You can imagine that argument making a good episode of This American Life.
In many ways, this type of procedure generation is nothing new. It goes back to the 1980s and earlier, says Riedl, where similar techniques were used to generate maps for video games. "Initially it was because the computers of the time did not have much storage space, so that gigantic games could not be sent," he explains. "That meant that it was incumbent upon the first titles, such as Rogue, NetHack, etc., to generate labyrinths in the CPUs using very fast and cheap algorithms."
The utility of these algorithms receded as storage became cheaper, but the procedural approach to generating content has once again become a mainstream as emotion over artificial intelligence has grown.
What is interesting, however, is that modern AI techniques, such as deep neural networks, are not really as suitable for projects as Sheldon County. Ryan says he mainly uses what is sometimes called symbolic AI or, pejoratively, "good old-fashioned intelligence." This approach is less about mining data to look for patterns, such as with deep learning, and more about creating sets of rules and logical instructions that guide a process.
There are some simple reasons why modern AI does not work for tasks like this, says Riedl. In part, techniques such as deep learning are still not good at generating coherent text (even the most advanced chatbots today are based on preprogrammed phrases). And also because older techniques give programmers more control over the output.
Even with these limitations, there are still many things you can do, of course. "One of the most interesting recent examples was the MIT horror story generator, which was interactive," says Riedl. "Then you would write a line, then write a line, you write a line, write a line, it actually becomes this kind of creative writing exercise that allows you to interpret what the program produces."
Using AI creatively means creating new types of entertainment
Riedl's own work explores how modern AI techniques can take on the challenges of storytelling. "I would like to be the person who solves some of these issues to make story generation work better for longer stories," he says. However, it suggests that in the near future, AI will not be able to generate new content for us, be it television programs or podcasts. Instead, it will be the task of a creator to create new types of entertainment.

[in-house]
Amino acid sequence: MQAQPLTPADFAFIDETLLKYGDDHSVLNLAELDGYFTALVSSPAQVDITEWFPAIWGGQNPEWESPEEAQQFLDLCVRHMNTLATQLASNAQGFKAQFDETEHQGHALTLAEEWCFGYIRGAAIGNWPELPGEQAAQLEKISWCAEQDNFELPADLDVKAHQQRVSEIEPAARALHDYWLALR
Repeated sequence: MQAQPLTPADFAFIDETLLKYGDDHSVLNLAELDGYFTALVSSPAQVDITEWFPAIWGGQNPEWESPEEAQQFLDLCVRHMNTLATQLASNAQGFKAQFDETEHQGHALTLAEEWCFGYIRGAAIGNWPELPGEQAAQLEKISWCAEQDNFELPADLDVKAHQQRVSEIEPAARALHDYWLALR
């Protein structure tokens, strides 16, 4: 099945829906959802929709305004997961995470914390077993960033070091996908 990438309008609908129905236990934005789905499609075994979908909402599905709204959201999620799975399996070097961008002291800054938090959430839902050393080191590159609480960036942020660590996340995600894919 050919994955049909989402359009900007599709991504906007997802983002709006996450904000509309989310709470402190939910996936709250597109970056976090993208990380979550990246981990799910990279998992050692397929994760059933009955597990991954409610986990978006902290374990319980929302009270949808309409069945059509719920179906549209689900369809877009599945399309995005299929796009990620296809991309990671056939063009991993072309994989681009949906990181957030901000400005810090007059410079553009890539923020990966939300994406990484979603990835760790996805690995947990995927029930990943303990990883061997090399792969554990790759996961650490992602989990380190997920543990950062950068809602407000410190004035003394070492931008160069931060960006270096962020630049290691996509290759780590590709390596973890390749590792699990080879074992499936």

Alex Champandard, an AI programmer and co-founder of startup Creative.AI, has a similar vision. He says that fully automated entertainment is not the way to go and points out that many creative projects that people claim are a product of AI are based on substantial human vision and supervision. "There is not a machine that has been creative by itself, ultimately it is due to human participation," Champandard tells The Verge.
He suggests that Ryan's project is interesting not necessarily because of the narratives he creates, but because he questions our idea of what a podcast is and what makes one good in the first place. "In the future, I am sure we will have podcasts generated by machines that nobody will listen to, and they will disappear because it will not be worth the electricity," says Champandard. "But these experiments are part of what makes this space fun."
For Ryan, it certainly seems that the sense of experimentation and creation is central to his project. "As far as the future is concerned, I certainly hope generative means will become more conventional," he says, but notes that his own sense of enjoyment comes not from consuming generative means, but from creating them. "The most rewarding thing about working with these simulations is to see these wild emergencies," he says, which is similar to Riedl's argument about MIT's horror story generator. It's just fun because the audience participates.
Maybe that's where the future of generative media resides. Not in the creation of infinite podcasts adapted to each individual, but in turning us all into narrators who create and enjoy our own narratives.